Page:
Call it a US$14-billion lost opportunity. Heavy oil producers in western Canada could have earned at least $3 more per barrel on average over the last half-decade if there had been enough pipeline capacity, according to a new report by IHS Markit.“It’s economic value that was foregone by Canada,” says report author Kevin Birn, IHS Markit’s vice-president of North American oil markets.

“That money affects the value producers got, so profitability and the bottom line, but also all the things they could have spent that money on, as well as the tax revenues and royalties that would be generated by that incremental value.”

The issue has also undermined investor confidence in the sector, resulting in ongoing lost opportunity. That continues as Canada turns to deficit spending to recover from the economic destruction of COVID-19.

“There’s been periods of time where oil prices were going up, but the western Canadian price was falling because of the [pipeline] issues,” Birn says.

“Any volatility complicates investment, but if you have volatility in addition to and exceeding what’s happening globally, it compounds the issue.”

The new report covers why, in fall 2018, the price for Canadian heavy oil dropped to more than $50 below US crude benchmark West Texas Intermediate (WTI), and how new pipelines can help make sure that doesn’t happen again.

Unpacking differentials

IHS Markit’s report – recommended reading for anyone with an interest in Canadian oil fundamentals – unpacks the complex world of oil “differentials,” or the variance in price that producers receive for oil based on where oil is sold, how it gets there, and its quality.

Canada’s main oil export is heavy, sour crude that is tracked principally through the benchmark Western Canadian Select (WCS). While heavy oil is more complicated to process than WTI, Birn says that isn’t the main driver of problematic lower prices.

It actually has to do with the cost of transporting the oil from where it is produced in Alberta to where it is consumed, mainly in the US Midwest and Gulf Coast.

All things being equal, the greater the distance a producing region is from demand, the greater the cost and the lower the price a producer will receive, IHS Markit says.

“Canada will always get less than global crudes for our crude oil because of where we’re located,” Birn says. “The opportunity that pipelines can provide is ensuring that we don’t see additional discounts.”

Quality and transport costs

The so-called “quality differential,” or difference in price based on the physical composition of WCS compared to WTI is, on average, about $4 to $7 per barrel, according to IHS Markit. Add on the cost of pipeline transportation, and Canadian heavy crude sold in the US Midwest should receive $9 to $15 less than WTI per barrel.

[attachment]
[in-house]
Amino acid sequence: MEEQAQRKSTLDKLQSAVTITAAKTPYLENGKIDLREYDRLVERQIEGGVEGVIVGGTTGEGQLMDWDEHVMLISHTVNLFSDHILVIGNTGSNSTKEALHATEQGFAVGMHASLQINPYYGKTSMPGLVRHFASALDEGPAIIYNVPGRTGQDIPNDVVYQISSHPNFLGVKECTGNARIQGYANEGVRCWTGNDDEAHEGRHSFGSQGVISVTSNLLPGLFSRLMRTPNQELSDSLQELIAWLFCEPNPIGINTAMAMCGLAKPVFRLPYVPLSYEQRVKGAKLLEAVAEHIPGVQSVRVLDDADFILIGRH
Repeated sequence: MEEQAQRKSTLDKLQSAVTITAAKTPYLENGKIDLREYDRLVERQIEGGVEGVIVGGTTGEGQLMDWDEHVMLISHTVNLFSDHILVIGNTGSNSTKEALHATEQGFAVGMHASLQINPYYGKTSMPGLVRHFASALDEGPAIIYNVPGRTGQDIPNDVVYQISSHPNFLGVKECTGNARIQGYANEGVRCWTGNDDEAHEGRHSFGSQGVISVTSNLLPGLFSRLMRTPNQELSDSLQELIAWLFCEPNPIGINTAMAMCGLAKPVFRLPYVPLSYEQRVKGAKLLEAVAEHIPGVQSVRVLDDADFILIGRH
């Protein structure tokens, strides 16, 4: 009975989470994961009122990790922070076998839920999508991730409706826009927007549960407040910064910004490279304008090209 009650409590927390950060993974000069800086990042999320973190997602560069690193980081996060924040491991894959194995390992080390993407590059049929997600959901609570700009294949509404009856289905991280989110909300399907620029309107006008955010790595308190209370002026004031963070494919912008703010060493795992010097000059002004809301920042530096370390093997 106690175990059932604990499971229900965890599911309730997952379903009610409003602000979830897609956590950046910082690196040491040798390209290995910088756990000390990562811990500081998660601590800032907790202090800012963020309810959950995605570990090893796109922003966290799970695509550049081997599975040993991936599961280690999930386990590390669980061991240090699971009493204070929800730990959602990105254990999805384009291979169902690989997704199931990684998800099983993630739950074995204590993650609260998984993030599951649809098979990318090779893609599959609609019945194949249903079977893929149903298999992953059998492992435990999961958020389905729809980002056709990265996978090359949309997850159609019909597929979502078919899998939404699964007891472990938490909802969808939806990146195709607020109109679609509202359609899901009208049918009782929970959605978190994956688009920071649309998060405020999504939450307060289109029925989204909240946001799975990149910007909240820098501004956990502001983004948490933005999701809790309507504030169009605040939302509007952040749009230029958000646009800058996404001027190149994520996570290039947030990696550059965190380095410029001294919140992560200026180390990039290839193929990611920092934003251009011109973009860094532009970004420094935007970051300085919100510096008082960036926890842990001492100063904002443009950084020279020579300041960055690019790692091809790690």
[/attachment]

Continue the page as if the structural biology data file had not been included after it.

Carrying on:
This all, however, assumes a “free and functioning market” with adequate pipeline capacity.

In recent years, major project delays have caused there to be more oil supply then there is pipeline export capacity. At times this caused some production to get stranded in western Canada and forced producers to take on more costly transportation like crude-by-rail. This expanded the WCS-WTI price spread, at times dramatically.

“The most infamous episode to date occurred in the fall of 2018, when differentials for heavy crude widened to as much as $50 per barrel below WTI,” IHS Markit says.

With Line 3, Trans Mountain and Keystone XL under construction, the report says there is an opportunity for narrower differentials on average in the future, helping to prevent “abnormally-wide” differentials from the past from happening again.

Healthy market for heavy crude

The price spread between WCS and WTI narrowed in 2020, reflecting “relatively healthy demand for heavy oil,” according to the latest price forecast by Deloitte. The differential narrowed to as low as $4.34 per barrel in June of last year, at the same time as companies reduced production due to the COVID-19 pandemic.

Deloitte analysts attribute the narrowed spread to continued strong demand from US refineries, particularly as supply is diminished from other heavy oil-producing regions like Mexico and Venezuela.

Deloitte expects the narrower differential (currently about $12.50 per barrel) will continue in the near-term, widening back to the average of about $15 per barrel by 2022.

The Line 3 replacement project is expected to be in service by the end of 2021, followed by the Trans Mountain Expansion in December 2022 and Keystone XL in 2023.